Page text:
The other irony of this is that since risk fulfills psychological needs, people will find their risk wherever they can, even if people try their best to keep them from risk. Like with teenage rebellion, anything made too risk-free becomes valueless.
Rather, Peterson argues that the people who try to control others’ risks (like those who put “skatestoppers” up to prevent skateboarders from attempting stunts) tend to destroy others’ pursuit of these psychological needs.
This often fosters or is the direct result of resentment, which I’m not going to go into too much detail on here (anyone who’s read Nietzsche in depth knows roughly how that process works). Peterson lays out examples in Sartre and Derrida and argues that the postmodern philosophy, especially when it is derived from Marxist roots, draws from an inimical approach to other classes, rather than a legitimate desire to benefit the world.
To get more to the point of social activity, however, the ability to function with risk, or perhaps more particularly bad experiences, which are often a consequence of risk, is a major predictor of social success. Peterson recounts an example of working on a railway line crew.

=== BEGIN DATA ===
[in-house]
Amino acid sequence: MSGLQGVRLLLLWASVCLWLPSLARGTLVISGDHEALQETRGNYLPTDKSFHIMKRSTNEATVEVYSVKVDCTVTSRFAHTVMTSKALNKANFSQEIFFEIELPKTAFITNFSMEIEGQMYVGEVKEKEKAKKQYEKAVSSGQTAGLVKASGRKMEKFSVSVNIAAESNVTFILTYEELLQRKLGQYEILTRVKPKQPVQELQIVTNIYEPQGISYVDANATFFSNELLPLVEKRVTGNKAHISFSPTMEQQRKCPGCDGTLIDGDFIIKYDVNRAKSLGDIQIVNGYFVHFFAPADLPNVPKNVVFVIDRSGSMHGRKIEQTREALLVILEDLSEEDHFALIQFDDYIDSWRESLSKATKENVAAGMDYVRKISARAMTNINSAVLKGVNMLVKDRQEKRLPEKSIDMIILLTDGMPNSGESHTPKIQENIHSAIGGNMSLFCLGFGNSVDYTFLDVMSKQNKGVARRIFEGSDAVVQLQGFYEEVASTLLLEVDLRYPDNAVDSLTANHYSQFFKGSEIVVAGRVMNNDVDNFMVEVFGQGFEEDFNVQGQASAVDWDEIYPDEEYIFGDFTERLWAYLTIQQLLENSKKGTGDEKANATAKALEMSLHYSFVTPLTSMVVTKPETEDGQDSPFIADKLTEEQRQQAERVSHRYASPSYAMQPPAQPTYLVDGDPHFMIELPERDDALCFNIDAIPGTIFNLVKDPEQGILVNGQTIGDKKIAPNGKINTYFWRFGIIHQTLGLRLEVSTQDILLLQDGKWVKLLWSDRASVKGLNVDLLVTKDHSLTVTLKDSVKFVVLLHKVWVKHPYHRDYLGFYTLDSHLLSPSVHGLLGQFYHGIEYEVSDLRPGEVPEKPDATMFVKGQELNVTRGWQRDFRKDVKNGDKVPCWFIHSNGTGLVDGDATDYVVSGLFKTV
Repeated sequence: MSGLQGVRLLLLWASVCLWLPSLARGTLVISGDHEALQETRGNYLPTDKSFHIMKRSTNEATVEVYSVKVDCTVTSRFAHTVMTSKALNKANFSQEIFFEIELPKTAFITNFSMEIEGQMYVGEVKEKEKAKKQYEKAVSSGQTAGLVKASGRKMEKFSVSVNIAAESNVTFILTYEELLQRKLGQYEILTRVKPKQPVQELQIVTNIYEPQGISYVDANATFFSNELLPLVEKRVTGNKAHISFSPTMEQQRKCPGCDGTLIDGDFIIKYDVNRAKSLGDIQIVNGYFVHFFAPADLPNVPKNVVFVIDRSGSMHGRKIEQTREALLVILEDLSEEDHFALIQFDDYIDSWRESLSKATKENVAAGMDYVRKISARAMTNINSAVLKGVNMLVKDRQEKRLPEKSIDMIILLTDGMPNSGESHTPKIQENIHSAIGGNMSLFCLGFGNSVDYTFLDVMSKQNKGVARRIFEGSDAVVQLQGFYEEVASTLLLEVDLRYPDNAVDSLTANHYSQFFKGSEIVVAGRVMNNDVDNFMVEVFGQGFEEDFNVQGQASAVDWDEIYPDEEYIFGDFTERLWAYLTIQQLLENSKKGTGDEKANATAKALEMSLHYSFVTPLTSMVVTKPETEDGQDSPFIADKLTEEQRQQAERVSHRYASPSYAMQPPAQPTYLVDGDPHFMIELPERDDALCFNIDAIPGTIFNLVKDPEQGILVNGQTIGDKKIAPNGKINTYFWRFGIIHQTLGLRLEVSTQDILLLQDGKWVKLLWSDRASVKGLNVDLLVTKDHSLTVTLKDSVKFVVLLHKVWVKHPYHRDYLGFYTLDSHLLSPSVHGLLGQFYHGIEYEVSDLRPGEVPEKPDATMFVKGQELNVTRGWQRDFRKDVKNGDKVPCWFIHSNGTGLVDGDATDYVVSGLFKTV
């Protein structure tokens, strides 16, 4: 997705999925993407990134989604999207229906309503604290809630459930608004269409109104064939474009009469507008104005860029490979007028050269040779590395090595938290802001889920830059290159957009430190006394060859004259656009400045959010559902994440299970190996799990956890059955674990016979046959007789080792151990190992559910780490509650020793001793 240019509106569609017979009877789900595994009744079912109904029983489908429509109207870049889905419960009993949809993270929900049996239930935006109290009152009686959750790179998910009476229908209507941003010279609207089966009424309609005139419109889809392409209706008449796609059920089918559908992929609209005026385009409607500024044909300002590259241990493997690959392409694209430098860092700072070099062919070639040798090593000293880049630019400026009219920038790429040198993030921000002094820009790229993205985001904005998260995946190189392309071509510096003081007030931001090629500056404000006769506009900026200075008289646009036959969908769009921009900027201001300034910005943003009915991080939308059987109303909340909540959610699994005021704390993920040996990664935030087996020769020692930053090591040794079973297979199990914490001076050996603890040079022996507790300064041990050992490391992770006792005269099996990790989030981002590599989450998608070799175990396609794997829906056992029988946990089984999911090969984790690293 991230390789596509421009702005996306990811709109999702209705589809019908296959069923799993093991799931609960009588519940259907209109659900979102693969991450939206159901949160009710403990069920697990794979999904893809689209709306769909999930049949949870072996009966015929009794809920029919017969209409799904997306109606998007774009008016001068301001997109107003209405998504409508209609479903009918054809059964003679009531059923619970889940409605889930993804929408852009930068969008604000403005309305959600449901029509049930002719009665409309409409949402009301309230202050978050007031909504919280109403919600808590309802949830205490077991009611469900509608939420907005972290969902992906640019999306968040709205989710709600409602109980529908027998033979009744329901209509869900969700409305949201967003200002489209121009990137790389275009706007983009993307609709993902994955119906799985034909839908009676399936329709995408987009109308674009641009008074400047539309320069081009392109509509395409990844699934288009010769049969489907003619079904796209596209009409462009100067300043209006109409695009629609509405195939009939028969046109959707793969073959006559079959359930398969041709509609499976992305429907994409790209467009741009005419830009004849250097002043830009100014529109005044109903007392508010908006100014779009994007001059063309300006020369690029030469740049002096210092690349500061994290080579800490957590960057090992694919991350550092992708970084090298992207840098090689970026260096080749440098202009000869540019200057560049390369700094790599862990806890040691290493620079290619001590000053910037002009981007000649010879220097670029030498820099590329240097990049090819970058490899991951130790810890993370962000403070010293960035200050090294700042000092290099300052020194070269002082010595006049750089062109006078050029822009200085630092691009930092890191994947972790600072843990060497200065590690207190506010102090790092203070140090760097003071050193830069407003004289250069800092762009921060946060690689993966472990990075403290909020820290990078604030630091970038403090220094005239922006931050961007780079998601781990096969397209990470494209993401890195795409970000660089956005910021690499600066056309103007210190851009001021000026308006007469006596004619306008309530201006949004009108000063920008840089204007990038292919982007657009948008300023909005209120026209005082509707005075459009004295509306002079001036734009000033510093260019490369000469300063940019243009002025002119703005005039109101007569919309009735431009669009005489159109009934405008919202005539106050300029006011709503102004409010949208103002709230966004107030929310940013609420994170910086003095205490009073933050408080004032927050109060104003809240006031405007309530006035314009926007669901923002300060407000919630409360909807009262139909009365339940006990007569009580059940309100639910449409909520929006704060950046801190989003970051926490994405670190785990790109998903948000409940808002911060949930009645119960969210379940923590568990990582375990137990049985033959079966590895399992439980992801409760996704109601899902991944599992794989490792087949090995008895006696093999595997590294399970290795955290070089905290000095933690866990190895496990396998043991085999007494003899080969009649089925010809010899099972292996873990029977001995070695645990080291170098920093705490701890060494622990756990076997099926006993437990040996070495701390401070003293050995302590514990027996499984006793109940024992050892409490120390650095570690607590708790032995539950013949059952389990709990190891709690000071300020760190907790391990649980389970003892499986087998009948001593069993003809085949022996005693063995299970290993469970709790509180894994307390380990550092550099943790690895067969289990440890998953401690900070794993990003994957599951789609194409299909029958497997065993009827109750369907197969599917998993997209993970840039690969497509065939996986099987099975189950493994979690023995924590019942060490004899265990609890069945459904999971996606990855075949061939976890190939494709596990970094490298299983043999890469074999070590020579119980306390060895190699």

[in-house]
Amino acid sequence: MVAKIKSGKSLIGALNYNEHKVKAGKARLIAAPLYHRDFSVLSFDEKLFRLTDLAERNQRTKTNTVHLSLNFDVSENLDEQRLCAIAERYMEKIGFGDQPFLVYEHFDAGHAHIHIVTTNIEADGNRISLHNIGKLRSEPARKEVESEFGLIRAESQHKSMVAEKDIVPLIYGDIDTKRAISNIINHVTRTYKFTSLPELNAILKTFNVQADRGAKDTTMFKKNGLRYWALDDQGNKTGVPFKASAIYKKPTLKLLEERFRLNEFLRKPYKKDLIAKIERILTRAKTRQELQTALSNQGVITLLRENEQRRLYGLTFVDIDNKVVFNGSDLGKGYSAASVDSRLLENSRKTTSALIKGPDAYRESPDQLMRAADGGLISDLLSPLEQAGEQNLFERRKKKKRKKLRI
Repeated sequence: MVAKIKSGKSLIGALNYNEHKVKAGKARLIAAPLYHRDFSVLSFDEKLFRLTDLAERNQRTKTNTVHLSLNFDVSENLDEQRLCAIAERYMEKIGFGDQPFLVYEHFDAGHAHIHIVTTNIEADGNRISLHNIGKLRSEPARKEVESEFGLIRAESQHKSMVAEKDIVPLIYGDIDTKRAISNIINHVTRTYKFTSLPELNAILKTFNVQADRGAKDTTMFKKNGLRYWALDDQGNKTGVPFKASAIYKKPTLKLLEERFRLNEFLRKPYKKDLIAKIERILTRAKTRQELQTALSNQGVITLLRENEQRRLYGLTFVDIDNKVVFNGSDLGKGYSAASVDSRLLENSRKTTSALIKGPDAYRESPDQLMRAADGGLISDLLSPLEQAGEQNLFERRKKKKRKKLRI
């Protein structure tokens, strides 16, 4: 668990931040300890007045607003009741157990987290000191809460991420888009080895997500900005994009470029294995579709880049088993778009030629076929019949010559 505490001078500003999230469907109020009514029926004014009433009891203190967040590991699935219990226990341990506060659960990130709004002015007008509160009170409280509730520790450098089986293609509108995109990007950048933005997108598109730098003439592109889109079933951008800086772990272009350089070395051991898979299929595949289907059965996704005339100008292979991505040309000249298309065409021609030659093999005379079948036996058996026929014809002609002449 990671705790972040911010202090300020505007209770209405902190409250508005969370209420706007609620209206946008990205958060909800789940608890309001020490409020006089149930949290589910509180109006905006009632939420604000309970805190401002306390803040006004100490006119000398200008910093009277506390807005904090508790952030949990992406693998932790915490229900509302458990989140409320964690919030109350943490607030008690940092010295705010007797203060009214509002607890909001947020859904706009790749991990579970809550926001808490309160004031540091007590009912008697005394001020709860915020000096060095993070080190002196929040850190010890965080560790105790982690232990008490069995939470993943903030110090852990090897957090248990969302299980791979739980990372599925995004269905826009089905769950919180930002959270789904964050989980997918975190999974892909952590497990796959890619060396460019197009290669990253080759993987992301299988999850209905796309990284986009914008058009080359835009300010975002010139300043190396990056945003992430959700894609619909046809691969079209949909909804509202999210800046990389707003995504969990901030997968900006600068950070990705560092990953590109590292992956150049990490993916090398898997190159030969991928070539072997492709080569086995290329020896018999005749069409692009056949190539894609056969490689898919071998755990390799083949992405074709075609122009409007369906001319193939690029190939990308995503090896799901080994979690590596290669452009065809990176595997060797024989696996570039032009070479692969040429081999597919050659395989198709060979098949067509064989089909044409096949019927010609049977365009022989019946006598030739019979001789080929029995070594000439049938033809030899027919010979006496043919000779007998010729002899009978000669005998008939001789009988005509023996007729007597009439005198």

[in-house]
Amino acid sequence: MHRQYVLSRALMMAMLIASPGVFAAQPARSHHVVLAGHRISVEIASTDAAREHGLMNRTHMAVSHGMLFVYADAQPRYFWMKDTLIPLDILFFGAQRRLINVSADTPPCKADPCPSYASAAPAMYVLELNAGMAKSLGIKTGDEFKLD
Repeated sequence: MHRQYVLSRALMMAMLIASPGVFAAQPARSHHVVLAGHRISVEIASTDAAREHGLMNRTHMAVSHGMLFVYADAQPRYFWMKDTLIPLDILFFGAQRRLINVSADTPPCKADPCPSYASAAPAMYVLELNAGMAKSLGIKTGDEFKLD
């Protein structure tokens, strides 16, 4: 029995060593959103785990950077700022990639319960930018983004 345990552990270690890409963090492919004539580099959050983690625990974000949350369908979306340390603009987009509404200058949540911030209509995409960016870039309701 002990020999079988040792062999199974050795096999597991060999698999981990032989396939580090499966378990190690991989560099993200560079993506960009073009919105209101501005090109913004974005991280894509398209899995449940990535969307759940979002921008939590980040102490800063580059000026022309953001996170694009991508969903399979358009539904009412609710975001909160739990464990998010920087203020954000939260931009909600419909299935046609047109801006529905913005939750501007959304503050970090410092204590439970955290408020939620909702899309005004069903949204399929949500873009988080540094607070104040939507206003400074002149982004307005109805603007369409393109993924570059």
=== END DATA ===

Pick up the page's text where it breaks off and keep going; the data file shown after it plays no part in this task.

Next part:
The crew had an initiation process, consisting of minor pranks and a demeaning nickname for each new employee.
The people who didn’t fit in got increasingly harsh treatment primarily because they complained about the harsh treatment they received. It became clear that when they had bad experiences, they didn’t know how to handle them.
So while the idea of removing risk from someone else’s life may seem obviously benevolent, Peterson argues that the risk both prepares people for a better future, but also is a core part of understanding the world that people cannot do without.
Reflections from 2021
In hindsight, I think the name for this rule is more appropriate than I first gave it credit for. The central lesson in this chapter is something like the following: